Nelly Sachs

Nelly (short for “Leonie”) Sachs grew up in Berlin-Schöneberg in a family of Jewish manufacturers. As a teenager she was drawn to Scandinavian literature and began to compose her first poems. She enjoyed publishing success from the early 1920s. If her early works were characterized by Romantic observations of nature, the discrimination she faced as a Jew led her towards more raw observations of her identity and persecution. In exile she lived in poverty, a situation that persisted even after she resumed publishing after end of the Second World War. In 1966 Nelly Sachs was awarded the Nobel Prize in Literature. She died in Sweden in 1970.


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Migration: Nelly Sachs

Flight and Forced Migration: Having already fled Berlin (see Home of Nelly Sachs), Nelly Sachs composed this verse in exile in Sweden:

O, the Chimneys

On the ingeniously devised habitations of death
When Israel’s body drifted as smoke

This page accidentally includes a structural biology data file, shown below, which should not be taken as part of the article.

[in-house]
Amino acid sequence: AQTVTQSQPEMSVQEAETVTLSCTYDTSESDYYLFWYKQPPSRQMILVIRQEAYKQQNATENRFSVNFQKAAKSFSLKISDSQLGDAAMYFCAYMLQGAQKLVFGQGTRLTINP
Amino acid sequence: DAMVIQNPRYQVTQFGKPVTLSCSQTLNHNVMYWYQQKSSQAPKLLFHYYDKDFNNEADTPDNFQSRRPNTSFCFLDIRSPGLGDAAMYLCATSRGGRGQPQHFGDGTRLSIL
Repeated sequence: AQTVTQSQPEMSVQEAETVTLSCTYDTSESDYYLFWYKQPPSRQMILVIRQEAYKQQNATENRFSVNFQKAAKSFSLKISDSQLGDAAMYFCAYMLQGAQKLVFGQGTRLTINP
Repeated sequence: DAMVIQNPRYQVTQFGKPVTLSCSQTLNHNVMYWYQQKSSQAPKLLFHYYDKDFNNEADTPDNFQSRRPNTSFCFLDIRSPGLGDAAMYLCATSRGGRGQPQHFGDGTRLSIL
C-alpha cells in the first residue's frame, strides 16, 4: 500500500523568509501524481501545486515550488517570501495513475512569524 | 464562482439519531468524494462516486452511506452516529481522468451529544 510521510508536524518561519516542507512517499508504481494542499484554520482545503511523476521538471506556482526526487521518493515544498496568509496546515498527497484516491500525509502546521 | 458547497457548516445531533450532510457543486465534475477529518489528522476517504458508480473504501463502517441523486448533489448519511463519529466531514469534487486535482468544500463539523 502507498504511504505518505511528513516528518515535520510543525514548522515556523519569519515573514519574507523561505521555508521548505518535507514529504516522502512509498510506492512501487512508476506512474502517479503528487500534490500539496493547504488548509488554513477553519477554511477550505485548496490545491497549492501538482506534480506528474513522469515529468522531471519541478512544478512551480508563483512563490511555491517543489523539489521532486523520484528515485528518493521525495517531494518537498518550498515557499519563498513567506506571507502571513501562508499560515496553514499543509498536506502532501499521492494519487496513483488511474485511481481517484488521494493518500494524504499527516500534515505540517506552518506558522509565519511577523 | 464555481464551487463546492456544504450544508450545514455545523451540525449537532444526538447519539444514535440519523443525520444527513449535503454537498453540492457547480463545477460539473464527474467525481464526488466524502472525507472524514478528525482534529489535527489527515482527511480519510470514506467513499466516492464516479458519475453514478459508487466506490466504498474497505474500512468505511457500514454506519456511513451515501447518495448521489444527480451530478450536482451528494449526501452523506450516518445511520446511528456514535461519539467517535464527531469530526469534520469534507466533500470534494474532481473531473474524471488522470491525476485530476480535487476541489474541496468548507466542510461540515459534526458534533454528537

Through the air -
Was welcomed by a star, a chimney sweep,
A star that turned black
Or was it a ray of sun?”

(Nelly Sachs. Gedichte 1940-1950. ed. Mathias Weichelt (Berlin 2010), p. 11. First published in In den Wohnungen des Todes [1947].)

Exclusion and Alterity: Shortly after the war, she wrote in exile in Sweden:

„To You, Who Are Building the New House”

When once again you raise your walls
Set up your stove, bed, chair and table
Don’t hang your tears on those who’ve gone
Who won’t be living there with you
Cry on the stone
Not on the wood
Lest it seep into your sleep
The brief sleep yet to do

(Nelly Sachs. Gedichte 1940-1950. ed. Mathias Weichelt (Berlin 2010), p. 12. First published in In den Wohnungen des Todes [1947].)